Precedent-setting ruling finds that federal supervisors cannot claim ignorance of subordinates' misdeeds.
In a precedential ruling, a federal court has upheld the firing of a top-ranking official at the Veterans Affairs Department facility at the epicenter of the nationwide waitlist manipulation scandal that rocked the agency during the Obama administration.
The U.S. Court of Appeals for the Federal Circuit said VA adequately proved that Lance Robinson, the former associate director at the department’s Phoenix Health Care System, negligently performed his job and failed to ensure he accurately presented information. The Phoenix VA facility became ground zero in a national scandal that involved department facilities manipulating patient data to disguise the lengthy wait times veterans faced before receiving health care, which ultimately led to multiple new laws to ease the firing of VA employees and to give veterans increased access to private sector treatment.
The court found that federal supervisors have an “affirmative duty” to know about the misdeeds of their employees, and claiming ignorance of those activities is not an adequate defense. Robinson, who was responsible for handling the scheduling of patient appointments as a supervisor of the facility’s Health Administration Services, argued that he was not actually aware his subordinates were circumventing the scheduling system and therefore should not be liable for those actions.
The court, however, noted Robinson received emails and audit reports that demonstrated VA’s scheduling policies were not followed. Robinson was responsible for investigating potential violations of policy even if he did not have direct knowledge of them, the court said, and was therefore negligent in his duties.
“A prudent supervisor with 27 years of experience at the VA,” the court said, would have sought an investigation into the contents of the emails he received and results of an audit and inspector general report. The court similarly found Robinson neglected his duty to ensure the accuracy of charts provided to his regional bosses that showed the scheduling process from appointment creation to outcome metrics, and other related documents.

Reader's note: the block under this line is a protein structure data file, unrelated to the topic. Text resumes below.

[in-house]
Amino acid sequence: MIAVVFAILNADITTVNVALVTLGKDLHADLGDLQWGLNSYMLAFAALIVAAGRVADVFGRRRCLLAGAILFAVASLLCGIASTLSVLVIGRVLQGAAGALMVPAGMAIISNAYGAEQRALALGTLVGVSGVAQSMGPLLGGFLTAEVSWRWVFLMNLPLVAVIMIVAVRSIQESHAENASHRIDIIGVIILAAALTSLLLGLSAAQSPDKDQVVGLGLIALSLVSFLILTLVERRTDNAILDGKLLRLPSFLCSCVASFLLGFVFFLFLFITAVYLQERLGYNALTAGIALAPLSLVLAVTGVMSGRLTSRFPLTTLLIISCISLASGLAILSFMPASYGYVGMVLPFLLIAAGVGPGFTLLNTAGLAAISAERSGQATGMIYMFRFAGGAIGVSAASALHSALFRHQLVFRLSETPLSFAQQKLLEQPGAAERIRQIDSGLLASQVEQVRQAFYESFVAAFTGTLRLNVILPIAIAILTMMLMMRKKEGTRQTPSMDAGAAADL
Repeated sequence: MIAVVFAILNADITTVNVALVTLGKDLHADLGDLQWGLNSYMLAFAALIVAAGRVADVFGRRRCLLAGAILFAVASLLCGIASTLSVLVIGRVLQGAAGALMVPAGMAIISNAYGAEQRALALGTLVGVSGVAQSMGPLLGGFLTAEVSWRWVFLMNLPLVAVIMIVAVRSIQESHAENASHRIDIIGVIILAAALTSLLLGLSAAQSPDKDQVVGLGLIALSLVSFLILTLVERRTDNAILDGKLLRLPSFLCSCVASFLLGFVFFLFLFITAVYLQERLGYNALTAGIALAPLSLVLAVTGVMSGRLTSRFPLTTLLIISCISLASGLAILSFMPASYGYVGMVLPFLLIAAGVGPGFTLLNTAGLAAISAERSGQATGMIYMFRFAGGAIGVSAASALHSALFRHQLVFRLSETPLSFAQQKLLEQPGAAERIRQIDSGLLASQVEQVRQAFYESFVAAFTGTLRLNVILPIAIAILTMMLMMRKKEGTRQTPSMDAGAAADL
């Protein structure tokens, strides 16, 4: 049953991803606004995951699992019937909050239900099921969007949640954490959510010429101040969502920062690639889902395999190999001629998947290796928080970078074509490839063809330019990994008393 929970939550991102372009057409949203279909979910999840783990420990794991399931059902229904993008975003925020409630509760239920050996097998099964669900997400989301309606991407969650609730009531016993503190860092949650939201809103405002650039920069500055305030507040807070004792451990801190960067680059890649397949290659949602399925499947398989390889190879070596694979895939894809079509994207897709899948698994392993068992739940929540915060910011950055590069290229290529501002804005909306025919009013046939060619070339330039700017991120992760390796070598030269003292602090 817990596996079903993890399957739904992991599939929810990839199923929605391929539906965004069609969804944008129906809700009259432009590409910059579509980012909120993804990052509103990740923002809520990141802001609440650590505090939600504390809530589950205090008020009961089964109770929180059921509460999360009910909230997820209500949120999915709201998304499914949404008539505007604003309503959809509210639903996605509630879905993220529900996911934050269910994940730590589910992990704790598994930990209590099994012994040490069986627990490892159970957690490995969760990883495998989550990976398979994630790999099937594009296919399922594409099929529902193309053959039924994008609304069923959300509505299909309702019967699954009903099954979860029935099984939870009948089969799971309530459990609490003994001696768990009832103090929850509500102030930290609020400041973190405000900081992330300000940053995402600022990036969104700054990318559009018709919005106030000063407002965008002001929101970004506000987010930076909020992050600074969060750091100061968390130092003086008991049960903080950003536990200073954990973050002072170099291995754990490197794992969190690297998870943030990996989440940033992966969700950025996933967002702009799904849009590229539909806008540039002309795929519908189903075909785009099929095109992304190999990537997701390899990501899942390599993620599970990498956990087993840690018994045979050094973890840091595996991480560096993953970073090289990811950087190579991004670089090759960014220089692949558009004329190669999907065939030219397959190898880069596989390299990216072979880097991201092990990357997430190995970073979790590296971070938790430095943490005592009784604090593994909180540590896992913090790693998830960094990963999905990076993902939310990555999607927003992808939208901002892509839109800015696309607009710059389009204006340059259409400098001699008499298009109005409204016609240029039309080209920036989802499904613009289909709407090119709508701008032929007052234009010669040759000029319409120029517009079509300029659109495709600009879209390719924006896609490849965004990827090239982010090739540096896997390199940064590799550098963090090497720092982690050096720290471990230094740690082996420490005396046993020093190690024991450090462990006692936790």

The finalization of Robinson’s firing comes after the Federal Circuit reversed the dismissal of his former boss, Sharon Helman, who served as head of the Phoenix facility. The court found the law that VA used to fire her, which Congress passed following the scandal, was unconstitutional.
In announcing Robinson’s firing in 2016, then acting VA Secretary Sloan Gibson voiced frustration with the federal government’s firing process.
“We have an obligation to veterans and the American people to take appropriate accountability actions as supported by evidence,” Gibson said. “While this process took far too long, the evidence supports these removals and sets the stage for moving forward.”
Gibson allegedly made similar comments to the media one day prior to Robinson receiving his proposed removal notice. The court called those remarks “greatly troublesome,” going so far as to say the comments “appear on their face to violate Mr. Robinson’s due process rights.” The court noted, however, that the Merit Systems Protection Board administrative judge who initially heard Robinson’s case found credible Gibson’s testimony that he was misquoted and gave adequate consideration to the termination. The court opted not to overturn that finding. It also reaffirmed a precedent that it is not a violation of due process to have the same person serve as both proposing and deciding official for a firing.
Robinson further argued his firing resulted from “political pressure” and “public assurances” that VA would remove those responsible for the waitlist manipulation, but the court found that argument unconvincing. He also claimed he was facing retaliation for blowing the whistle on wrongdoing, but the court ruled he failed to show any examples of other employees in upper management who faced similar allegations and were not fired.
VA employees are now facing a new, hastened disciplinary process, designed to lower the burden of proof for the department. The constitutionality of that law is also facing challenges in multiple federal courts.